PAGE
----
New Zealand Wool Prices and Production Outlook
In its latest report Beef and Lamb NZ has outline its outlook for NZ wool into 2023. In this report it notes that there has been a small shift in price direction for all NZ wool types in recent months. Global economic recovery post COVID-19 is underpinning the recent lift in prices, as demand for wool is income-sensitive. This has been particularly notable in the merino and fine wool categories. Demand from China has lifted, and the combination of limited supply and lifting prices has stimulated increased activity from Europe and India. Average export receipts at FOB are expected to lift 0.7 per cent to $5,073 per tonne. Total wool receipts are forecast to lift 1.1 per cent on the previous year to an estimated at $442 million. The estimate for the overall auction wool price is up 0.7 per cent on 2021-22.
There was a small shift in price direction for all wool types for the 2021-22 wool season. This is positive news for woolgrowers, following the prolonged period of low returns. However, even with the welcomed lift, prices would have to lift substantially before wool becomes profitable again for farmers. Global economic recovery post COVID-19 is underpinning the lift in prices because demand for wool is income-sensitive. The increase has been particularly notable in the merino and fine wool categories, which recorded exceptional lifts for 2021-22. Demand from China has lifted, and the combination of limited supply and lifting prices stimulated increased activity from Europe and India.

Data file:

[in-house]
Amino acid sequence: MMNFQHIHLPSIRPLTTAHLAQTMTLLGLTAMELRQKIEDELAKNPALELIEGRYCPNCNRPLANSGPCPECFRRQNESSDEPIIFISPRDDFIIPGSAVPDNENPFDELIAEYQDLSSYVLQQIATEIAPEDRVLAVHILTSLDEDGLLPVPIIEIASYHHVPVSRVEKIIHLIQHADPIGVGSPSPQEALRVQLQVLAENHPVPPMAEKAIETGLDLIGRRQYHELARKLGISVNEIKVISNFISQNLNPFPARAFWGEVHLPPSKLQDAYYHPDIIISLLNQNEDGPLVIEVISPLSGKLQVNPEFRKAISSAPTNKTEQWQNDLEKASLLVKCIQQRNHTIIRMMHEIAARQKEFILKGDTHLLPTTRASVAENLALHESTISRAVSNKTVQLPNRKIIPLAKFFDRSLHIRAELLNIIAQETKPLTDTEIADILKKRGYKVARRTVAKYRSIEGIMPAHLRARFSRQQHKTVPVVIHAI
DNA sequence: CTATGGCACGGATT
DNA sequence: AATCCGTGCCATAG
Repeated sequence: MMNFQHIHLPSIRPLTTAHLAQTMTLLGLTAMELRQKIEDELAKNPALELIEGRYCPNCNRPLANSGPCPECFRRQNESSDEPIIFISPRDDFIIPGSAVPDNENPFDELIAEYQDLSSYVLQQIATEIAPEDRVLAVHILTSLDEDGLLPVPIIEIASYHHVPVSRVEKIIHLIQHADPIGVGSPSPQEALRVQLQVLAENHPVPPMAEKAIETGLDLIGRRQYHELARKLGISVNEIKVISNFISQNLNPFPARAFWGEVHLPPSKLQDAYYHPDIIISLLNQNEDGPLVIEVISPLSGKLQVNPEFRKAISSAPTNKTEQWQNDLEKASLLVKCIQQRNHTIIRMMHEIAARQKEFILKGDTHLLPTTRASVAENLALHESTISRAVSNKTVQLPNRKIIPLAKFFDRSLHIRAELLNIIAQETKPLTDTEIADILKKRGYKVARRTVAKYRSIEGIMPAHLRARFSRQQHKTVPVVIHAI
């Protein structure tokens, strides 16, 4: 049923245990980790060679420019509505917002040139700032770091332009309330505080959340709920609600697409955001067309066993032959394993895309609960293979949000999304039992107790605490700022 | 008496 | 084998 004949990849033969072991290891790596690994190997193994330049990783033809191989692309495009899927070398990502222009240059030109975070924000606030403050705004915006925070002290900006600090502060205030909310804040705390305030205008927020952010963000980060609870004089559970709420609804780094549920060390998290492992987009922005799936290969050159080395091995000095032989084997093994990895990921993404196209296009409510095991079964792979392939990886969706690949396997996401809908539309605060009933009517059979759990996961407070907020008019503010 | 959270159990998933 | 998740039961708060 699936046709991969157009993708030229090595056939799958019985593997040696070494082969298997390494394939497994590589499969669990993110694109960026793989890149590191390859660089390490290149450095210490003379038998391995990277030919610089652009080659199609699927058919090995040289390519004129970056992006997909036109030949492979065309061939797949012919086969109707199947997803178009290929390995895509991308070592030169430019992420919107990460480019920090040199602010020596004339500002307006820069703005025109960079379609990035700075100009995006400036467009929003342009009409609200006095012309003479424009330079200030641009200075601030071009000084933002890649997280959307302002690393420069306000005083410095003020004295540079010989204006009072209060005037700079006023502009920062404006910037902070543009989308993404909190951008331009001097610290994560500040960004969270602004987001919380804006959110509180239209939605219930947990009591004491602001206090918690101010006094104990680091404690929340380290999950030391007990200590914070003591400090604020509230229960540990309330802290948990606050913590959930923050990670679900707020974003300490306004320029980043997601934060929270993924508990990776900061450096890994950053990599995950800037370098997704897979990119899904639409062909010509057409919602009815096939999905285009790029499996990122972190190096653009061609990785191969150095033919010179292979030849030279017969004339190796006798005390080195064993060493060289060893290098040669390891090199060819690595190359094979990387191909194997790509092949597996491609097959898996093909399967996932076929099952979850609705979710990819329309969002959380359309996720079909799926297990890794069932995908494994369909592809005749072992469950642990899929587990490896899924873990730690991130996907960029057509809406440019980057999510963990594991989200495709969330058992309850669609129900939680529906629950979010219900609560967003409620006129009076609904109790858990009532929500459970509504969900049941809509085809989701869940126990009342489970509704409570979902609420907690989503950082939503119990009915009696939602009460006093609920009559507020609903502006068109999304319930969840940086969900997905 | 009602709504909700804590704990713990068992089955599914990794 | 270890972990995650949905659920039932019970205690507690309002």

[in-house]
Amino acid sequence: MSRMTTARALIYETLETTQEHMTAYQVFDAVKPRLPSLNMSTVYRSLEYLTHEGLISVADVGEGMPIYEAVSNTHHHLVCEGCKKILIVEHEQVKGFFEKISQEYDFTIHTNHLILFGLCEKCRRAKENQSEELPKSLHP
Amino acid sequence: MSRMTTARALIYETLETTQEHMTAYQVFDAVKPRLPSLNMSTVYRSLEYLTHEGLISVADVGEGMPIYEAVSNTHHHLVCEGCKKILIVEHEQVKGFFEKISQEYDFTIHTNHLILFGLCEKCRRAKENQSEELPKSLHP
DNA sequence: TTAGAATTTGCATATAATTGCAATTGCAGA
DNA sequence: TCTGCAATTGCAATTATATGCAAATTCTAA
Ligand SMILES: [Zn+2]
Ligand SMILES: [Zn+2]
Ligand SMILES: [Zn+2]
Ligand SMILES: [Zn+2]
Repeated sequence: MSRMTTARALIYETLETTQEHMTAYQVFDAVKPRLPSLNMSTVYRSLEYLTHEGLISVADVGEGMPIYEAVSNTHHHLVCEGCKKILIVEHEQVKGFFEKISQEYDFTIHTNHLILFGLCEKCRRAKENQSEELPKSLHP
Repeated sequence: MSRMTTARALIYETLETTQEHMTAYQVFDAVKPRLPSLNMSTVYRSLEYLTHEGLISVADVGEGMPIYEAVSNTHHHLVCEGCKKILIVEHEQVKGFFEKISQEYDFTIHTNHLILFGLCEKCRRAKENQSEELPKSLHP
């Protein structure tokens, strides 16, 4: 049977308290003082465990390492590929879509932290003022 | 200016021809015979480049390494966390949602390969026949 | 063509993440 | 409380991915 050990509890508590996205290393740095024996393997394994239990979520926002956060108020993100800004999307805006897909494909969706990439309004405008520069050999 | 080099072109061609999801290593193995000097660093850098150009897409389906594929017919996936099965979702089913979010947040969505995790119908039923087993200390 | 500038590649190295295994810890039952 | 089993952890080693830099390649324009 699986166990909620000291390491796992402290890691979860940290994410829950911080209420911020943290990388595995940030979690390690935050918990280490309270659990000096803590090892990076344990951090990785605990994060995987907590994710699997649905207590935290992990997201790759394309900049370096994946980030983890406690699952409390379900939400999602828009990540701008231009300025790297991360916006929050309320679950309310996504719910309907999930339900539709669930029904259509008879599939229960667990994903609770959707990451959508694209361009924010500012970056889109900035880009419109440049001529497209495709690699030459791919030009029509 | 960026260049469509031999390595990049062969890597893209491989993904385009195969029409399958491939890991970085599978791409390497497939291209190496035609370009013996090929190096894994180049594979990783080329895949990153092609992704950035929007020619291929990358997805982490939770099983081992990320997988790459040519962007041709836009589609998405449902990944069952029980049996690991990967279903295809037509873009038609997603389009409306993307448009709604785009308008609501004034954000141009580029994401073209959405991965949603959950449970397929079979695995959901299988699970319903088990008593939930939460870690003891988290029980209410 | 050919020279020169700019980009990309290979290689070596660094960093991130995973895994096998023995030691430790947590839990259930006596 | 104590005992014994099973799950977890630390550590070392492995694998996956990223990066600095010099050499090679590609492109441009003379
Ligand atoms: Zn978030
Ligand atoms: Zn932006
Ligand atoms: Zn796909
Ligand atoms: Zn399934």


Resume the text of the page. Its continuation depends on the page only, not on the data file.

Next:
There is still considerable risk around the sustainability of this upwards price trend. Outbreaks of COVID-19 in China led to the closure of mills in key wool-buying regions, which will limit activity in the short term. The global risk of COVID-19 to wider economic recovery also remains a threat. Domestically, the weak market in 2020 resulted in a significant build-up of wool inventories that will add supply and price pressure to the market until they are cleared.
On the positive side, there are exciting initiatives in the New Zealand wool sector regarding industry collaboration and product innovation that offer potential to drive higher wool returns in the longer term.
The outlook for 2022-23 for fine wool prices is no change, following a 37 per cent increase on the previous season. Medium wool prices are forecast to be flat and strong wool prices are forecast to lift 1.4 per cent. 2 The market is a challenging one to forecast in the current environment. It is hoped there is a more pronounced demand shift in the outlook period and that there is upside to this forecast.